The idea that music history is not an incessant march forward but a stylistic smorgasbord of genres and techniques that can be combined as necessary has taken hold in the late twentieth century. In part a reaction against an earlier generation’s quest for austere modernity, it was spearheaded by a group of composers calling themselves “new Romantics,” among which is New York’s John Corigliano. These composers were dissatisfied by modernist music’s inability to convey human emotion and chose to embrace, rather than reject, history by using older tonal styles and even outright quotation of earlier works. Corigliano has achieved great success with this more accessible style, earning numerous accolades including multiple Grammys, the Grawemeyer Award, and the Pulitzer Prize.
Fantasia on An Ostinato was originally composed as a solo piano work in 1985, commissioned by the prestigious Van Cliburn piano competition. The ostinato mentioned in the title comes from the second movement of Beethoven’s Seventh Symphony. The movement’s relentless harmonic progression, modified only through changes in instrumentation and inner voices, reminded Corigliano of the minimalist music of Steve Reich and Philip Glass. While he found that music to be emotionally sterile, he does call Fantasia his “first experiment in so-called minimalist techniques.”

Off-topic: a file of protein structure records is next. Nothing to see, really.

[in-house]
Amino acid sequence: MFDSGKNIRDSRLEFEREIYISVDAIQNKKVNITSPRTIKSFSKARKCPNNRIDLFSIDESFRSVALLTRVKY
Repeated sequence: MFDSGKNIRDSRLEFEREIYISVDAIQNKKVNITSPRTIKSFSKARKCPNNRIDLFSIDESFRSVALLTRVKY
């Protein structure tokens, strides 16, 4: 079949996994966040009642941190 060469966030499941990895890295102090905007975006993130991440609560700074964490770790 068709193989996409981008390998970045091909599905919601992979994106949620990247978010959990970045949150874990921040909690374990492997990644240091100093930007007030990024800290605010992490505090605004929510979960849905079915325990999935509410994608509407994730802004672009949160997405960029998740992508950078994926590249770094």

The solo piano version of the piece allowed for great flexibility on the performer’s part, most of which has been removed for the orchestral rendition. Corigliano does, however, employ some unorthodox techniques to achieve similar effects, including instructing the strings to play random notes between two pitches and commanding performers to ignore the conductor. Despite these modern trappings, the work climaxes in a statement of the Beethoven theme in its entirely before an extended decrescendo into silence.
Performed by the University of Iowa Symphony Orchestra 4/29/09
Edited by Marian Wilson Kimber